There is untold adventure and excitement investing in a life on the road. The most important investment you can make is in yourself.

  12. #312
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    Dec 2004
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    Where the sheets have no stains
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    Yeah cause shitting in a bucket or a gas station bathroom and showering every 3 days is sooooo exciting.

    Whateves, if it works for you that is wonderful.

    Kinda like an ex-boss who at 68 years old transitioned from Bob to Cindy.
    I have been in this State for 30 years and I am willing to admit that I am part of the problem.

    "Happiest years of my life were earning < $8.00 and hour, collecting unemployment every spring and fall, no car, no debt and no responsibilities. 1984-1990 Park City UT"

  13. #313
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    Quote Originally Posted by sirbumpsalot View Post
    Given most of you all are middle aged and/or elderly dentists...and you are doing it right, a 6-12 month EF is noise and thus the lost opportunity cost is minuscule
    Lol. The more the money amount is “noise” the less efficient it is. If you are a dentist burning 6-figures a year, you could do more. If you are driving a used suburban showering at truck stops the number is a bit smaller.

  14. #314
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    Apr 2006
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    Quote Originally Posted by Bunion 2020 View Post
    Yeah cause shitting in a bucket or a gas station bathroom and showering every 3 days is sooooo exciting.

    Whateves, if it works for you that is wonderful.

    Kinda like an ex-boss who at 68 years old transitioned from Bob to Cindy.
    Is was humor. A bit of levity. Lighten up nance.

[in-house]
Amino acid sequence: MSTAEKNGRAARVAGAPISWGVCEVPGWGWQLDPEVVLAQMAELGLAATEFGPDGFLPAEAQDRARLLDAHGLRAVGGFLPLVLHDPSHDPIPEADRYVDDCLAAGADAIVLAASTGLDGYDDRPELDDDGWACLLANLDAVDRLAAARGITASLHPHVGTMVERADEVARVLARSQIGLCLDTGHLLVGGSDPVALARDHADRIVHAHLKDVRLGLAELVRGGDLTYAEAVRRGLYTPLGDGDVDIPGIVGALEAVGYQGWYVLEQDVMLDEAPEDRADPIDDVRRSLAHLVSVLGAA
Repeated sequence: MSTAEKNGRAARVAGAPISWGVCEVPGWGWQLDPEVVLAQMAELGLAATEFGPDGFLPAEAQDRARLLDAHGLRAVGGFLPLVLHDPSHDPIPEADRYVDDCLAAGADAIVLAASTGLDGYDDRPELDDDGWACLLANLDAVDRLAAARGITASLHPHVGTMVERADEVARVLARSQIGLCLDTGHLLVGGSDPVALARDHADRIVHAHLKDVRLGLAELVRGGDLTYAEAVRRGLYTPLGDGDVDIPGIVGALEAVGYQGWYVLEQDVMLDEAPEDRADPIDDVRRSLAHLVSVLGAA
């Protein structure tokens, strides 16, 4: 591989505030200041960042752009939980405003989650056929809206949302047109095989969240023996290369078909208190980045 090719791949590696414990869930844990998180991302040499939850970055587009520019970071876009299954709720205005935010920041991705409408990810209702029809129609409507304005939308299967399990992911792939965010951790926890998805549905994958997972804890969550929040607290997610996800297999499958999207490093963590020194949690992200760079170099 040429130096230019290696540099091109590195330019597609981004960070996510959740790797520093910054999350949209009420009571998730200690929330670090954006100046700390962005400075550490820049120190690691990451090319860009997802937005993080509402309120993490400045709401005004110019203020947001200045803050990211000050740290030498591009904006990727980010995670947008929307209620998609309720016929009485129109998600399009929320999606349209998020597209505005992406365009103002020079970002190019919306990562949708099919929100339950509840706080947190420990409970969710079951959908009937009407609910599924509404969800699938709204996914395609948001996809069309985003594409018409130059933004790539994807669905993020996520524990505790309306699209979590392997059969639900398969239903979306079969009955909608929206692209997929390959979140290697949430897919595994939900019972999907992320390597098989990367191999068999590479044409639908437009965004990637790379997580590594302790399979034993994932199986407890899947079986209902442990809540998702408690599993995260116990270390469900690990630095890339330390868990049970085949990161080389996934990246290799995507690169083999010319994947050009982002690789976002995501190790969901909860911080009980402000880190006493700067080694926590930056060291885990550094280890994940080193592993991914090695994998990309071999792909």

15. #315
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    Oct 2005
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    Idaho
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    Is it just me or do gas station bathrooms seem a lot nicer these days?

  16. #316
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    Quote Originally Posted by Conundrum View Post
    Is it just me or do gas station bathrooms seem a lot nicer these days?
    Gas station coffee is also orders of magnitude better than it was 30 years ago.
    "fuck off you asshat gaper shit for brains fucktard wanker." - Jesus Christ
    "She was tossing her bean salad with the vigor of a Drunken Pop princess so I walked out of the corner and said.... "need a hand?"" - Odin
    "I'd eat a bag of Dicks and wash it down with a Coke any day." - iceman

  17. #317
    Join Date
    Aug 2006
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    7,579
    Quote Originally Posted by Name Redacted View Post
    Yeah, there’s always folks that argue against the EF. It was nice when the Covid shutdown hit to not really worry about it. If your a 6 month EF is too much for you to save up then maybe investing shouldn’t be your first priority anyway.
    To be clear, I'm not anti emergency fund, but a year is way overkill. 3 months is more realistic.

    Even for the plebes, where the average household income is in the 70k range, that is like 15-20k.

    There are very few emergencies in life where 20 grand won't get you out of that pinch, especially if you are a dual income household (as in it is very unlikely you both are unemployed at the same time) and have health insurance. 1) If you lost your job your expenses will decrease (daycare, commuting, etc). 2) You will probably eliminate bigger ticket items like home improvements or vacations during that time. 3) You can always get a job doing something slightly less than your career aspirations to pay the bills temporarily. I know this is TGR and the dentists wouldn't like to entertain that but most people will when push comes to shove.

    Statements like "you must have six months liquid cash or don't even bother investing" is more bullshit class division than anything helpful. If anything, one should be putting the 10-15% into a 401k then relying on a credit card for emergencies than building a massive cash reserve first.

    And in terms of gas station coffee, the mid-atlantic seems to have it dialed. You can grocery shop at those places even so you can get some TP for the epic shit that will arrive after your gas station coffee.
    Live Free or Die

  18. #318
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    Oct 2007
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    11,695
    Quote Originally Posted by AdironRider View Post
    To be clear, I'm not anti emergency fund, but a year is way overkill. 3 months is more realistic.

    Even for the plebes, where the average household income is in the 70k range, that is like 15-20k.